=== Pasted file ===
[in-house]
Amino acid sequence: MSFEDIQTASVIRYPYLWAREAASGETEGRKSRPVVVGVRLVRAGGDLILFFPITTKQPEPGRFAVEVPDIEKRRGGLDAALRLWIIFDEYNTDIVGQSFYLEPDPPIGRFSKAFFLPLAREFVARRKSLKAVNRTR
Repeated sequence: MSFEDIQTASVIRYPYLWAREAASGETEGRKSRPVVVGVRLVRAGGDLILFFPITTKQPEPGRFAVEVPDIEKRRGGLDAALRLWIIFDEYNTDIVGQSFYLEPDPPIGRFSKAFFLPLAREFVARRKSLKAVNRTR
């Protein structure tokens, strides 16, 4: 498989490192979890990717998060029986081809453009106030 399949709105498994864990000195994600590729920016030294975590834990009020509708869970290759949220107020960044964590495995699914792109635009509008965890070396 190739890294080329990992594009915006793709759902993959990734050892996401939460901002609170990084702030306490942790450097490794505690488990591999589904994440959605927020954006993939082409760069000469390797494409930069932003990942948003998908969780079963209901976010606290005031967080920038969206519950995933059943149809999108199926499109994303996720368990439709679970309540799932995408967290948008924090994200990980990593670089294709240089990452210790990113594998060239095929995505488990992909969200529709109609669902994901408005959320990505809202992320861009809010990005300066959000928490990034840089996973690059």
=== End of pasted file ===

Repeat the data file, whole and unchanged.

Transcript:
[in-house]
Amino acid sequence: MSFEDIQTASVIRYPYLWAREAASGETEGRKSRPVVVGVRLVRAGGDLILFFPITTKQPEPGRFAVEVPDIEKRRGGLDAALRLWIIFDEYNTDIVGQSFYLEPDPPIGRFSKAFFLPLAREFVARRKSLKAVNRTR
Repeated sequence: MSFEDIQTASVIRYPYLWAREAASGETEGRKSRPVVVGVRLVRAGGDLILFFPITTKQPEPGRFAVEVPDIEKRRGGLDAALRLWIIFDEYNTDIVGQSFYLEPDPPIGRFSKAFFLPLAREFVARRKSLKAVNRTR
């Protein structure tokens, strides 16, 4: 498989490192979890990717998060029986081809453009106030 399949709105498994864990000195994600590729920016030294975590834990009020509708869970290759949220107020960044964590495995699914792109635009509008965890070396 190739890294080329990992594009915006793709759902993959990734050892996401939460901002609170990084702030306490942790450097490794505690488990591999589904994440959605927020954006993939082409760069000469390797494409930069932003990942948003998908969780079963209901976010606290005031967080920038969206519950995933059943149809999108199926499109994303996720368990439709679970309540799932995408967290948008924090994200990980990593670089294709240089990452210790990113594998060239095929995505488990992909969200529709109609669902994901408005959320990505809202992320861009809010990005300066959000928490990034840089996973690059």